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News Watch 102

(September/October 2004)

Surprisingly Low Peak Demand

High Burn-Up Fuel for Ikata Nuclear Power Plant

2.7 Billion Yen Apology Money to Suzu City

Surprisingly Low Peak Demand

In Japan an unprecedented heat wave gripped the entire country this summer. On July 20th Tokyo recorded 39.5 degrees Celsius, the highest temperature since observations began. Tokyo Electric Power Company's (TEPCO) peak power demand for the summer was 61.5 GW. It was, however, not the highest ever. It was only seventh, lower by 2.8 GW than the 64.3 GW recorded on 24 July 2001. TEPCO had estimated that peak demand during an extreme heat wave would be 64.5 GW. In fact, even though the temperature exceeded the estimate, electricity demand was far below what had been predicted.

In terms of the total national demand of the ten power companies, 20 July came in top at 174.3 GW, but this figure was still 8.1 GW lower than the 182.4 GW of three years earlier. So in spite of the heat spell and the economic recovery, peak demand did not increase. There were only three days, including 20 July, during this summer period when TEPCO's peak demand exceeded 60 GW per day.

Surprised at this strange state of affairs, TEPCO is said to be analyzing the reasons. Conceivable factors include: a 1.2 GW reduction in demand as a result of progress in deregulation of the electric power industry; lower than usual humidity during these hot spells; the spread of energy-saving appliances; and a greater awareness of energy-saving.

Peak demand has been brought under control. That is to be welcomed. However, there is a trend for power consumption at night and on holidays to not been as low as in the past. In terms of peak demand, TEPCO was unable to set a new record, but it sold 26.3 TWh of electric power in July, the highest ever for the month of July. Hokkaido Electric Power Co. saw the extraordinary situation where the highest power consumption in a single day during the summer season was not on a weekday, but on a Saturday (24 July).

This may be good news for the power companies, but from an energy-saving viewpoint, new measures are required.

High Burn-Up Fuel for Ikata Nuclear Power Plant

On August 4th and 6th respectively, 44 fuel assemblies (40 of which were Step II high burn-up fuels) were delivered to Ikata-1 (PWR, 566 MW) and 58 fuel assemblies (52 of which were Step II high burn-up fuels) were delivered to Ikata-3 (PWR, 890 MW). (Ikata Nuclear Plant is located in Ikata Town, Ehime Prefecture.) Those delivered on the 4th were from Mitsubishi Nuclear Fuel Co. Ltd.'s main plant in Tokai Village, Ibaragi Prefecture, and those on the 6th were from Nuclear Fuel Industries Ltd.'s Kumatori Plant in Kumatori Town, Osaka Prefecture. Further details of the delivery are not known. The transport itself was done secretly, without informing the local people.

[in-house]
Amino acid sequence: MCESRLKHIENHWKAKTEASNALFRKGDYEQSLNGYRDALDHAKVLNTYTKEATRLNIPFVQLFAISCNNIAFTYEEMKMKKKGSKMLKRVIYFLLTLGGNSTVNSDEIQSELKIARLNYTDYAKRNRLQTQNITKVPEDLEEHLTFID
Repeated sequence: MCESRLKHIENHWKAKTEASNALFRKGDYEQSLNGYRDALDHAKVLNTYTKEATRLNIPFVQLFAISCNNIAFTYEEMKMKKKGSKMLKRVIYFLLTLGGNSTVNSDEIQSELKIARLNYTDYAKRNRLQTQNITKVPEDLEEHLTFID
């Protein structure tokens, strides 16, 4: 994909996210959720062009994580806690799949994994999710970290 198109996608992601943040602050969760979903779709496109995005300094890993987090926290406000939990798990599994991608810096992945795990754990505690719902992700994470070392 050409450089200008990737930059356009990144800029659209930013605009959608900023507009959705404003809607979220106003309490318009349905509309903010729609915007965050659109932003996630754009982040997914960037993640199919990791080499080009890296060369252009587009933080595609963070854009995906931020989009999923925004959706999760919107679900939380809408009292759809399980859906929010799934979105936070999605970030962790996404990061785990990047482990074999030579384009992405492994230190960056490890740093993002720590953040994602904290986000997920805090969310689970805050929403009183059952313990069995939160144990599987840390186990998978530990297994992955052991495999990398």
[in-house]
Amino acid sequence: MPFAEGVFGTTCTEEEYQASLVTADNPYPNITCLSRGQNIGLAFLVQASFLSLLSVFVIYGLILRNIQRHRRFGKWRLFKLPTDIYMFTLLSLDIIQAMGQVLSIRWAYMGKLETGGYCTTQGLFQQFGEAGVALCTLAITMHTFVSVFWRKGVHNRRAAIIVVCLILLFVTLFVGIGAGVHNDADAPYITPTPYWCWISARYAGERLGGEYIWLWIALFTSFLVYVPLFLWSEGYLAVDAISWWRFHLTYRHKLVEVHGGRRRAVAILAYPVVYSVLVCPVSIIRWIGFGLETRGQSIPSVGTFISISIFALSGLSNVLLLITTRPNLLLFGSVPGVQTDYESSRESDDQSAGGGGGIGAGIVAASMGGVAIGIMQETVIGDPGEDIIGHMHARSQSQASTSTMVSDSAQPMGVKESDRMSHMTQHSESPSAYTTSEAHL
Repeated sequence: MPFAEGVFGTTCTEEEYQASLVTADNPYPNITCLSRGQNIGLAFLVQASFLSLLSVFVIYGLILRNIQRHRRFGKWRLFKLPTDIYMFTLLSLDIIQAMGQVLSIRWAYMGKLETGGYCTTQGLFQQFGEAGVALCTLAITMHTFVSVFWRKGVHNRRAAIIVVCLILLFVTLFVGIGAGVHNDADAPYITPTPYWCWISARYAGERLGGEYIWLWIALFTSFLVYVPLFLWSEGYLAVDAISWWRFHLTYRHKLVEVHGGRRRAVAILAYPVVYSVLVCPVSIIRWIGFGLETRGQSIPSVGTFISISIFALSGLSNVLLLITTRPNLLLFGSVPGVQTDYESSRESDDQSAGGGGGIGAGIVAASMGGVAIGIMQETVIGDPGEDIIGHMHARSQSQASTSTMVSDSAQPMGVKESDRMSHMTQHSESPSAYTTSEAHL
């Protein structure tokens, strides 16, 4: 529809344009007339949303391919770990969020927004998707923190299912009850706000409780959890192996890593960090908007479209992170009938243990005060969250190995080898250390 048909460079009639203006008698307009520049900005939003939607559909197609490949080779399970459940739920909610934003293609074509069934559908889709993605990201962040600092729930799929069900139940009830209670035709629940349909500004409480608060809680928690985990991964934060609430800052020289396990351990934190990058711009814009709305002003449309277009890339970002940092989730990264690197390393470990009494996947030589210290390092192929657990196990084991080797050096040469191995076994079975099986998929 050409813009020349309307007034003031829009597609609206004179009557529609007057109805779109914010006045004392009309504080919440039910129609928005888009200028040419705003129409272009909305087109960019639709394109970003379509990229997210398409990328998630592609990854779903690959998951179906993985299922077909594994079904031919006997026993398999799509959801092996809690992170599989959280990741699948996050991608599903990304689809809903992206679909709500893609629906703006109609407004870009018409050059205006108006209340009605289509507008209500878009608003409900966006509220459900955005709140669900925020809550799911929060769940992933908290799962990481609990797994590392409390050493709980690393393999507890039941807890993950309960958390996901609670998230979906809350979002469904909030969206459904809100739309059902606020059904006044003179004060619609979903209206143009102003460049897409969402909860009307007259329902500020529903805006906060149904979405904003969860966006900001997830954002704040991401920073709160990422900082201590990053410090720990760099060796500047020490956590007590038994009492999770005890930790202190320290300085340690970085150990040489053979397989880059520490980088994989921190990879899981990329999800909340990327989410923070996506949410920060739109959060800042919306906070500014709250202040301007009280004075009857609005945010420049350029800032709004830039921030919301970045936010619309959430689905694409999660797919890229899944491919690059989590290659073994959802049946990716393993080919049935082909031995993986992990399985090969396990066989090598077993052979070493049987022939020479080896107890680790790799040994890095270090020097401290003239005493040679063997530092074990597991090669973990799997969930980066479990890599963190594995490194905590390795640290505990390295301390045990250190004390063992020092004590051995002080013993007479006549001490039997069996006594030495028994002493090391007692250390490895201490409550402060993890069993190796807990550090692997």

The uranium enrichment level of Step II high burn-up fuels is 4.8% (Step I is 4.1% and earlier fuels are 3.4%) and the limit for the highest burn-up is 55.GWd/t (48 GWd/t for Step I and 39 GWd/t for earlier fuels). The Ikata-1 fuels will be loaded during the periodic inspection which began on 5 September. Since the effectiveness of the control equipment is lowered with the introduction of high burn-up fuel, control rods will be increased from 29 to 33 and a tank will be installed to hold the extra boric acid solution that will be needed. Also, the fuel cladding will become more prone to breaking. It is claimed that fuel cladding materials have been improved to cope with this problem.

Step II high burn-up fuels are also planned for Kansai Electric Power Company's Ohi and Kyushu Electric Power Company's Genkai Nuclear Plants. All of these reactors are PWRs, but high burn-up fuels are also being promoted for BWRs, with Step III fuels (uranium enrichment 4.9%, highest burn-up limit 55 GWd/t) already in use.

Also, the pluthermal project is progressing at both Ikata and Genkai nuclear plants. High burn-up fuels and the pluthermal project are different in their aims and details, but in regard to the technical dangers involved they have many things in common. There is a grave concern that when the risks of these two projects are combined, they will become even more dangerous.

2.7 Billion Yen Apology Money to Suzu City

Three electric power companies, Kansai, Chubu and Hokuriku, announced on August 27th that they would contribute a total of 2.7 billion yen (900 million yen each) to Suzu City, Ishikawa Prefecture, as 'apology money' for failing to construct planned nuclear power plants. The donation was announced under the name of a 'regional promotion fund'.

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